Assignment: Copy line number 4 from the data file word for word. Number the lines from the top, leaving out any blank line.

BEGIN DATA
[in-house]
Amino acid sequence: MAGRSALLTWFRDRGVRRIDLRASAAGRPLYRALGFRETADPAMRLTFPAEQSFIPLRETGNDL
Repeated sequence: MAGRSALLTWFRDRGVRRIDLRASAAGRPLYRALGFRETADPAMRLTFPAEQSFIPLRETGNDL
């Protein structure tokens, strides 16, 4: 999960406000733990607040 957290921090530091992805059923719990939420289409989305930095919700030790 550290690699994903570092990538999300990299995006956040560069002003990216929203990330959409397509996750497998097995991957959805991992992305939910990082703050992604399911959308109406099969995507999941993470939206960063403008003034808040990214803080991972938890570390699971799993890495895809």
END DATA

């Protein structure tokens, strides 16, 4: 999960406000733990607040 957290921090530091992805059923719990939420289409989305930095919700030790 550290690699994903570092990538999300990299995006956040560069002003990216929203990330959409397509996750497998097995991957959805991992992305939910990082703050992604399911959308109406099969995507999941993470939206960063403008003034808040990214803080991972938890570390699971799993890495895809």